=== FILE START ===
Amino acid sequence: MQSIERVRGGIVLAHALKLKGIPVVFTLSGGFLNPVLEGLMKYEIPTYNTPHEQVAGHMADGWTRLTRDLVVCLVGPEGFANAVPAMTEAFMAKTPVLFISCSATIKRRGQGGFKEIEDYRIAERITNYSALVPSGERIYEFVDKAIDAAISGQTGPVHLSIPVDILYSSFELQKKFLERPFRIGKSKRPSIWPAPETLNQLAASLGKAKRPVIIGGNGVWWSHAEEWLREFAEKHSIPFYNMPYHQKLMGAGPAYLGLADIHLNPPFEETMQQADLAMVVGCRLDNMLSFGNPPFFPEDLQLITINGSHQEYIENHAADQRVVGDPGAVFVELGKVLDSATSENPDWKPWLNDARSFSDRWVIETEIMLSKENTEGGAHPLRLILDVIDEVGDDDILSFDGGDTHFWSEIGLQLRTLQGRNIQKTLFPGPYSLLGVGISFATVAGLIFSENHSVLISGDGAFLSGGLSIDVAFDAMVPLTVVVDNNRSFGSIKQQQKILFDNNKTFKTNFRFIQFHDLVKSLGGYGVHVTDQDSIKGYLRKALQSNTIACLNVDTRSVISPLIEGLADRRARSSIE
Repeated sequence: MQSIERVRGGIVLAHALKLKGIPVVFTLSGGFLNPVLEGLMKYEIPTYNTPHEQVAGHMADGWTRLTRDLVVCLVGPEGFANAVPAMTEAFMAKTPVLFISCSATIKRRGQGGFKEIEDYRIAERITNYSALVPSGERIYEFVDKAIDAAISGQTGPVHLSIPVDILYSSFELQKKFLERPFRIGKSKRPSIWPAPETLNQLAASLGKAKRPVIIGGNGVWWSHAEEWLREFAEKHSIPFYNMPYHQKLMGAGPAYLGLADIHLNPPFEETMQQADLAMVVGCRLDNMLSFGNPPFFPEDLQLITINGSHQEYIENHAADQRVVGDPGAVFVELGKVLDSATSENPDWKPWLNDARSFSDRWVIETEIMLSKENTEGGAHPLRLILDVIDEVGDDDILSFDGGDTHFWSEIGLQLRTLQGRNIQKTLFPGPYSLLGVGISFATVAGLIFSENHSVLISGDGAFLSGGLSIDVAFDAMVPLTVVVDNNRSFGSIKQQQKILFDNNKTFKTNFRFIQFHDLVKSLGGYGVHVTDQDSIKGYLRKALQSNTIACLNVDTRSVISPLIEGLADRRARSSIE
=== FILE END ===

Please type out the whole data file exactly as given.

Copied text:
Amino acid sequence: MQSIERVRGGIVLAHALKLKGIPVVFTLSGGFLNPVLEGLMKYEIPTYNTPHEQVAGHMADGWTRLTRDLVVCLVGPEGFANAVPAMTEAFMAKTPVLFISCSATIKRRGQGGFKEIEDYRIAERITNYSALVPSGERIYEFVDKAIDAAISGQTGPVHLSIPVDILYSSFELQKKFLERPFRIGKSKRPSIWPAPETLNQLAASLGKAKRPVIIGGNGVWWSHAEEWLREFAEKHSIPFYNMPYHQKLMGAGPAYLGLADIHLNPPFEETMQQADLAMVVGCRLDNMLSFGNPPFFPEDLQLITINGSHQEYIENHAADQRVVGDPGAVFVELGKVLDSATSENPDWKPWLNDARSFSDRWVIETEIMLSKENTEGGAHPLRLILDVIDEVGDDDILSFDGGDTHFWSEIGLQLRTLQGRNIQKTLFPGPYSLLGVGISFATVAGLIFSENHSVLISGDGAFLSGGLSIDVAFDAMVPLTVVVDNNRSFGSIKQQQKILFDNNKTFKTNFRFIQFHDLVKSLGGYGVHVTDQDSIKGYLRKALQSNTIACLNVDTRSVISPLIEGLADRRARSSIE
Repeated sequence: MQSIERVRGGIVLAHALKLKGIPVVFTLSGGFLNPVLEGLMKYEIPTYNTPHEQVAGHMADGWTRLTRDLVVCLVGPEGFANAVPAMTEAFMAKTPVLFISCSATIKRRGQGGFKEIEDYRIAERITNYSALVPSGERIYEFVDKAIDAAISGQTGPVHLSIPVDILYSSFELQKKFLERPFRIGKSKRPSIWPAPETLNQLAASLGKAKRPVIIGGNGVWWSHAEEWLREFAEKHSIPFYNMPYHQKLMGAGPAYLGLADIHLNPPFEETMQQADLAMVVGCRLDNMLSFGNPPFFPEDLQLITINGSHQEYIENHAADQRVVGDPGAVFVELGKVLDSATSENPDWKPWLNDARSFSDRWVIETEIMLSKENTEGGAHPLRLILDVIDEVGDDDILSFDGGDTHFWSEIGLQLRTLQGRNIQKTLFPGPYSLLGVGISFATVAGLIFSENHSVLISGDGAFLSGGLSIDVAFDAMVPLTVVVDNNRSFGSIKQQQKILFDNNKTFKTNFRFIQFHDLVKSLGGYGVHVTDQDSIKGYLRKALQSNTIACLNVDTRSVISPLIEGLADRRARSSIE